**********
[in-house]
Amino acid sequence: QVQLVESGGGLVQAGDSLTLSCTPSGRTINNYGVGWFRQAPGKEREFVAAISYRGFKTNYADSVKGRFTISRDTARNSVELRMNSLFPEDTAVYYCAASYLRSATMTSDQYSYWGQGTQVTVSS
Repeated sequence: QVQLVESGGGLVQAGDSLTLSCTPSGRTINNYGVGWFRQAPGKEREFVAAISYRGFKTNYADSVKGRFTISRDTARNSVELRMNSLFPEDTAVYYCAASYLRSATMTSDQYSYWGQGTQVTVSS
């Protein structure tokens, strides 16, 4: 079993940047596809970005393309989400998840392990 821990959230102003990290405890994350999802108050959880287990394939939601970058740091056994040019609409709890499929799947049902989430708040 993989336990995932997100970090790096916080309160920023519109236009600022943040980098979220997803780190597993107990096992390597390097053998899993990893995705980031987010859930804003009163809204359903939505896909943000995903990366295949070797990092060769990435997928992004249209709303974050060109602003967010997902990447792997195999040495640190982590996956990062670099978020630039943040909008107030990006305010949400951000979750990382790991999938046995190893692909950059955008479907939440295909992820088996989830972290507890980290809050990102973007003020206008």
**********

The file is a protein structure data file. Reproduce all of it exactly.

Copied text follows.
[in-house]
Amino acid sequence: QVQLVESGGGLVQAGDSLTLSCTPSGRTINNYGVGWFRQAPGKEREFVAAISYRGFKTNYADSVKGRFTISRDTARNSVELRMNSLFPEDTAVYYCAASYLRSATMTSDQYSYWGQGTQVTVSS
Repeated sequence: QVQLVESGGGLVQAGDSLTLSCTPSGRTINNYGVGWFRQAPGKEREFVAAISYRGFKTNYADSVKGRFTISRDTARNSVELRMNSLFPEDTAVYYCAASYLRSATMTSDQYSYWGQGTQVTVSS
């Protein structure tokens, strides 16, 4: 079993940047596809970005393309989400998840392990 821990959230102003990290405890994350999802108050959880287990394939939601970058740091056994040019609409709890499929799947049902989430708040 993989336990995932997100970090790096916080309160920023519109236009600022943040980098979220997803780190597993107990096992390597390097053998899993990893995705980031987010859930804003009163809204359903939505896909943000995903990366295949070797990092060769990435997928992004249209709303974050060109602003967010997902990447792997195999040495640190982590996956990062670099978020630039943040909008107030990006305010949400951000979750990382790991999938046995190893692909950059955008479907939440295909992820088996989830972290507890980290809050990102973007003020206008």